coffee

Coffea arabica
immature fruit (Photo: Sheldon Navie)
close-up of flower (Photo: Chris  Gardiner)
close-up of seeds (Photo: Steve Hurst at USDA PLANTS  Database)
habit (Photo: Sheldon Navie)
seedlings (Photo: Sheldon Navie)
paired leaves (Photo: Sheldon Navie)
maturing fruit (Photo: Sheldon Navie)
flowers (Photo: Sheldon Navie)
Shrub
Opposite
Simple
White
Green

A shrub or small tree growing up to 5 m tall. Its stems are green, hairless, and have somewhat swollen joints. Its paired leaves (7-20 cm long) are dark green and glossy. Its white flowers are arranged in small dense clusters in the upper leaf forks, with each cluster containing 2-10 flowers. These flowers have five petals with five narrow spreading lobes 10-15 mm long. Its fleshy fruit (10-20 mm long) turn from green to red as they mature.

Common names 
Also known as: Abyssinian coffee, Arabian coffee, arabica coffee, Brazilian coffee, coffee, coffeetree, dwarf coffee,
Family 
Rubiaceae
Deciduous 
No
Flowering time 
Summer
Native/Exotic 
Exotic
Origin 
Native to central Africa (i.e. south-western Ethiopia, south-eastern Sudan and north-eastern Kenya).
Notifiable 
No
Council declaration 
SIL – Special Investigation List
Known distribution 

Naturalised in south-eastern and northern Queensland, as well as on Lord Howe Island and Norfolk Island. Also naturalised on numerous Pacific islands.

Habitat 

A weed of rainforests, forest margins, riparian vegetation and moist disturbed sites.

Habit 

A shrub or small tree growing up to 5 m tall.

Impact and control methods 

"Coffee (Coffea arabica) is spreading from cultivation and becoming an environmental weed in south-eastern and northern Queensland. It is also seen as a potential environmental in northern New South Wales and other parts of coastal Queensland. It was recently ranked among the 200 most invasive plant species in south-eastern Queensland, while in northern Queensland it has invaded undisturbed rainforest and rainforest margins on the Atherton Tableland.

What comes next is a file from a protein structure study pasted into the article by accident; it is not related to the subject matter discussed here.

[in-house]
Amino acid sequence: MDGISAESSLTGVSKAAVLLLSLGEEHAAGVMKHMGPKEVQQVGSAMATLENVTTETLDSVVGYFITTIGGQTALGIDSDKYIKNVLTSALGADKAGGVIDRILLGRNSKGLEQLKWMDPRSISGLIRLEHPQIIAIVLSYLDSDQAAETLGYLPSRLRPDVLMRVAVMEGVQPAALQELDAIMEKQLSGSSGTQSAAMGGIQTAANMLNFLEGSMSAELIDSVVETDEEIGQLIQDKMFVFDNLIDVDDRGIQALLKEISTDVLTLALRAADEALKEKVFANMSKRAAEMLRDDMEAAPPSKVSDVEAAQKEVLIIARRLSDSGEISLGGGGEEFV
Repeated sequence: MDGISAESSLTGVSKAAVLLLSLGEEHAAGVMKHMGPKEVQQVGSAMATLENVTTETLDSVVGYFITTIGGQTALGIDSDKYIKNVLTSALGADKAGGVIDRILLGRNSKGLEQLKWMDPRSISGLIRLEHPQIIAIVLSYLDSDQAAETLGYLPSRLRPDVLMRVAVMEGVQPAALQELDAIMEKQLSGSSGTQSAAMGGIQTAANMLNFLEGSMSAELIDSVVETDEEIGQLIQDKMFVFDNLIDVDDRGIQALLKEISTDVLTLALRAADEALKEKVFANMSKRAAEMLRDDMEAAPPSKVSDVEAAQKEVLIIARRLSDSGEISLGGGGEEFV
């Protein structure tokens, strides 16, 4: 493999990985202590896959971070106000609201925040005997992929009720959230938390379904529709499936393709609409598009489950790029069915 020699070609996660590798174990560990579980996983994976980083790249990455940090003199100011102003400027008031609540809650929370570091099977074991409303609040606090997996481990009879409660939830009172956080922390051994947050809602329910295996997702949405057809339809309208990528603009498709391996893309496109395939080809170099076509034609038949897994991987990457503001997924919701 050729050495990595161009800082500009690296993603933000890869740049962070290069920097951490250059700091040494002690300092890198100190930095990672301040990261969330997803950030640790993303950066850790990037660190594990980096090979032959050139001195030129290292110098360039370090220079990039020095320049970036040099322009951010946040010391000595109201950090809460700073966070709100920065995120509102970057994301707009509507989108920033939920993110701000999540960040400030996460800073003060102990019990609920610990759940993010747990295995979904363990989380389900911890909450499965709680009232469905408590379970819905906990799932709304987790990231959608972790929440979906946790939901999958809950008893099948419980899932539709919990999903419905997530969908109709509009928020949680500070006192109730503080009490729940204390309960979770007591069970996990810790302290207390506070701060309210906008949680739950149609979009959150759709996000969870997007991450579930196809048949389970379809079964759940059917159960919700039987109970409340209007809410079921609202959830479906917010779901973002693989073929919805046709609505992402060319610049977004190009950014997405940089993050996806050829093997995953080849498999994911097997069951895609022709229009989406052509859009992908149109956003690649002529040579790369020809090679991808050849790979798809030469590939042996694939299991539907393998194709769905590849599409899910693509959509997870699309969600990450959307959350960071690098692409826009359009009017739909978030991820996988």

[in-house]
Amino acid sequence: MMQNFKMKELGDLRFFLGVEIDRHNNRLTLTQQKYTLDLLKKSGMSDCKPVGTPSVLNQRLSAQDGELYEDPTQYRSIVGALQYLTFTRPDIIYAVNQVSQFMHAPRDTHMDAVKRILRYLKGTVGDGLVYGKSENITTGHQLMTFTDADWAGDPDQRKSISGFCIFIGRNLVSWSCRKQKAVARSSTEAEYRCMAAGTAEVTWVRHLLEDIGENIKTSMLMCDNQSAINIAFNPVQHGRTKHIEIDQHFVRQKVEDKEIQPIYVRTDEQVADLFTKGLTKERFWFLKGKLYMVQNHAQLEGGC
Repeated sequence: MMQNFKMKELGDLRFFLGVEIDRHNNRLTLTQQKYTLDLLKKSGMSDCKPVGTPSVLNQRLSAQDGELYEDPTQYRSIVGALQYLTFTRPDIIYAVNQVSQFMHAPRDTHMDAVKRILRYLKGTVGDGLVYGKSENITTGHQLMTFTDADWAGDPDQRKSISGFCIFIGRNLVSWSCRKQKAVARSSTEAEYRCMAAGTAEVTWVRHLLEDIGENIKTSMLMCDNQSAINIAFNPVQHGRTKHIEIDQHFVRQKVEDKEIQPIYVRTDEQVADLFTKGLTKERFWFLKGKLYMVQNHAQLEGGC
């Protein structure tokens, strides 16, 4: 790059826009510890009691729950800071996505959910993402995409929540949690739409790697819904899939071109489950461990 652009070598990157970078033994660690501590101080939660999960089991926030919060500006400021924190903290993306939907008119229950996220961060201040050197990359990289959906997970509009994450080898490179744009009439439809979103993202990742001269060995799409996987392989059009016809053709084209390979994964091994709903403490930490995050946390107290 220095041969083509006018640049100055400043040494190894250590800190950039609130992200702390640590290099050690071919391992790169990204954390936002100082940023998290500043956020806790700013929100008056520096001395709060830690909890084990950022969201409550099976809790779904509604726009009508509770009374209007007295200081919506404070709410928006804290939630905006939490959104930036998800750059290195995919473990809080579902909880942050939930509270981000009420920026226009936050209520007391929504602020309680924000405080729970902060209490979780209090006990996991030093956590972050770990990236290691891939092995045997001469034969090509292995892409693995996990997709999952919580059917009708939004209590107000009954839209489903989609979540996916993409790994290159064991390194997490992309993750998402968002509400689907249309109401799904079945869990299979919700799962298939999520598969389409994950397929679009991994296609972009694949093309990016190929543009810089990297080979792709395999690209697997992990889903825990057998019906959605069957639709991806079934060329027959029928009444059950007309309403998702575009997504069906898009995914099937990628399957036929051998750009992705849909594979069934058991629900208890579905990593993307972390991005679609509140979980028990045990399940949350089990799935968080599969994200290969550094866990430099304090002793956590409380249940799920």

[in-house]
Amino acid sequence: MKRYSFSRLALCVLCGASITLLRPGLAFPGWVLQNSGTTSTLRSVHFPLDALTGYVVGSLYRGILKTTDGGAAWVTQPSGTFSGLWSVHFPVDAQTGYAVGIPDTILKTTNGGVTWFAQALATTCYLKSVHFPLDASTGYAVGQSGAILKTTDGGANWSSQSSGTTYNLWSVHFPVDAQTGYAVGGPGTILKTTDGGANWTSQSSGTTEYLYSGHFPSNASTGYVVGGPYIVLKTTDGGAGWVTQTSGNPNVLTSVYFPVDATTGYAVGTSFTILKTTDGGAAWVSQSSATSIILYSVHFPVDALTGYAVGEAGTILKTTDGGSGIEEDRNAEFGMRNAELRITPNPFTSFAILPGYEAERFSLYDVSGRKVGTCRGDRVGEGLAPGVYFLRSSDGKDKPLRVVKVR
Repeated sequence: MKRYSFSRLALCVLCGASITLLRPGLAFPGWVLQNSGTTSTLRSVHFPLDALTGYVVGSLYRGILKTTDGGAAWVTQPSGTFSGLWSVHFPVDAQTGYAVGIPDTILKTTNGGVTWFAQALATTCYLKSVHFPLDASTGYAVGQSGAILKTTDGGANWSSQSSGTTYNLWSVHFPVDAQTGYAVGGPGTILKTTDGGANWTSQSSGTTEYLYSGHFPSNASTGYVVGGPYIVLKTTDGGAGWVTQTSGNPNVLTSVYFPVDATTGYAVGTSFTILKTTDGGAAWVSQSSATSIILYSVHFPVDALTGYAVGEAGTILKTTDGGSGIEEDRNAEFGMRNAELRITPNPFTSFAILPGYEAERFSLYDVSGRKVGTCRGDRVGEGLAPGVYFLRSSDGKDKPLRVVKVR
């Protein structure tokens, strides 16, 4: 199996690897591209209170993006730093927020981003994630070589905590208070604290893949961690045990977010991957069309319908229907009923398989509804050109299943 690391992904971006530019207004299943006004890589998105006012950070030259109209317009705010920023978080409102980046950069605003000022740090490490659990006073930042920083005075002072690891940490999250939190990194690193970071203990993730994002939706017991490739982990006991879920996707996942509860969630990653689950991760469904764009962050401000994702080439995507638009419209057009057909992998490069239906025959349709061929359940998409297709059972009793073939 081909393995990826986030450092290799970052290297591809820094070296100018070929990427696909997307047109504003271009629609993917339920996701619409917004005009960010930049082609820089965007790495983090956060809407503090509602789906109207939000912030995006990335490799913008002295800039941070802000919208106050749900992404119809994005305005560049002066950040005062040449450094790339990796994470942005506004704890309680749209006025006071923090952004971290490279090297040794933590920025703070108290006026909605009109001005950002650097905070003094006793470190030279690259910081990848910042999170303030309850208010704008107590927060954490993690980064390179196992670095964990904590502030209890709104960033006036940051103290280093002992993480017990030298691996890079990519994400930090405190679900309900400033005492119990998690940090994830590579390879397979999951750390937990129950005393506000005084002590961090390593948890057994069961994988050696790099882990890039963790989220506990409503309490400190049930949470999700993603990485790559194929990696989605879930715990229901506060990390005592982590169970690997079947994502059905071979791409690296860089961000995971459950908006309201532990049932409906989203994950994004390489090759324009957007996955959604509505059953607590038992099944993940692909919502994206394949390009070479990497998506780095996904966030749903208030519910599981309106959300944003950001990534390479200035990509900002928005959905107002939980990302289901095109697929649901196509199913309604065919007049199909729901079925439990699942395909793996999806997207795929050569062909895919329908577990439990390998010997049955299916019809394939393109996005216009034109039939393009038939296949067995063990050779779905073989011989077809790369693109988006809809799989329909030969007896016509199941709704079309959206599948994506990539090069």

This shade-tolerant species is considered to be particularly invasive because it will grow under intact forest canopies. It has often escaped from cultivation and invaded rainforests in the tropical and sub-tropical regions of the world. In Hawaii, coffee (Coffea arabica) also invades valleys, streambeds, and vegetation along creeks (i.e. riparian areas)."

Stem and leaves 

"Plants may have a single main stem or develop multiple stems by branching at or near ground level. The older stems are up to 7 cm thick and have a pale grey bark. The younger stems are green, hairless (i.e. glabrous) with somewhat swollen joints (i.e. nodes).

The paired leaves are simple and borne on short stalks (i.e. petioles) 4-12 mm long. These leaves (7-20 cm long and 3-7.5 cm wide) are dark green and glossy, hairless (i.e. glabrous), and have a prominent mid-vein. They are oblong to oval (i.e. elliptic) in shape with entire margins and pointed tips (i.e. acute or acuminate apices)."

Flowers and fruits 

"The white flowers are arranged in small dense clusters in the upper leaf forks (i.e. axillary cymes), with each cluster containing 2-10 flowers. These fragrant flowers are almost stalkless (i.e. sub-sessile) or are borne on short stalks (i.e. pedicels) up to 4 mm long. They usually have five petals that are fused together at the base into a tube (i.e. corolla tube) about 1 cm long, with five narrow lobes 10-15 mm long. They also have five stamens and an ovary topped with a style and two-lobed stigma.

The fleshy berry-like fruit (i.e. drupes) are slightly elongated (i.e. oblong-ellipsoidal) or almost rounded in shape (i.e. sub-globose). These shiny fruit (10-20 mm long) turn from green to red as they mature. They usually contain two greenish seeds (8-12 mm long) that are flattened on one side and have a central groove."

Reproduction and dispersal 

This species reproduces by seed, which are mainly spread by birds and other animlas that eat the fruit.

Similar species 

N/A